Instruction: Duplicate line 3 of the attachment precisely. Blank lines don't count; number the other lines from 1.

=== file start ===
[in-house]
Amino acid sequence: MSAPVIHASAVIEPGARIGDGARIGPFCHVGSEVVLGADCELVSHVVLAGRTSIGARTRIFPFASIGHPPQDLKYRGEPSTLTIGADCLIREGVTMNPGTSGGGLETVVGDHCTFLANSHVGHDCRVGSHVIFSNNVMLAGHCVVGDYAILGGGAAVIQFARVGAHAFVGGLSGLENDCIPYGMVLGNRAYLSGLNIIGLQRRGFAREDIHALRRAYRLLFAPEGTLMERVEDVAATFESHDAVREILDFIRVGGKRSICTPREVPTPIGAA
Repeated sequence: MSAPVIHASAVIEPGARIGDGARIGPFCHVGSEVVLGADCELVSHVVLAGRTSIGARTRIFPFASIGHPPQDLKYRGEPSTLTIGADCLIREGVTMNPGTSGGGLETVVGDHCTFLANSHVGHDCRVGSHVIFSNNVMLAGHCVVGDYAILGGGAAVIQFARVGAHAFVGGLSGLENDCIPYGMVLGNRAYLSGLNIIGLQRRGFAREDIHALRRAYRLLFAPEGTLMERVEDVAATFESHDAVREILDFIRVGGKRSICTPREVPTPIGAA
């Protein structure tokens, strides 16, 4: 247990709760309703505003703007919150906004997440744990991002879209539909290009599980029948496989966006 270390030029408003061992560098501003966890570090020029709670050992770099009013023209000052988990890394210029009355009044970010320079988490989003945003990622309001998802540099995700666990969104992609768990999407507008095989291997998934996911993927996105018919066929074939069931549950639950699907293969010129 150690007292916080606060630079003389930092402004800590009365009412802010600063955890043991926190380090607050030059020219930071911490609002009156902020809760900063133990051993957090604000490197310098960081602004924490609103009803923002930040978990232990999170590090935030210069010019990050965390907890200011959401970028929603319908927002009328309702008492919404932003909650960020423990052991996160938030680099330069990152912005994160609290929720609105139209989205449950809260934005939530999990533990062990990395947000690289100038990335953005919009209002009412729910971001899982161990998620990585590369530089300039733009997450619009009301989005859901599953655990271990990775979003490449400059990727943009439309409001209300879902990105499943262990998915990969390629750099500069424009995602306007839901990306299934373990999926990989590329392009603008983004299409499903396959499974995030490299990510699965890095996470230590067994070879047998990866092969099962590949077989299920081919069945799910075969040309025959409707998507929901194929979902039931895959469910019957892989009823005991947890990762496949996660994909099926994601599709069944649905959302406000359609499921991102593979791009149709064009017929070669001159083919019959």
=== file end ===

Repeated sequence: MSAPVIHASAVIEPGARIGDGARIGPFCHVGSEVVLGADCELVSHVVLAGRTSIGARTRIFPFASIGHPPQDLKYRGEPSTLTIGADCLIREGVTMNPGTSGGGLETVVGDHCTFLANSHVGHDCRVGSHVIFSNNVMLAGHCVVGDYAILGGGAAVIQFARVGAHAFVGGLSGLENDCIPYGMVLGNRAYLSGLNIIGLQRRGFAREDIHALRRAYRLLFAPEGTLMERVEDVAATFESHDAVREILDFIRVGGKRSICTPREVPTPIGAA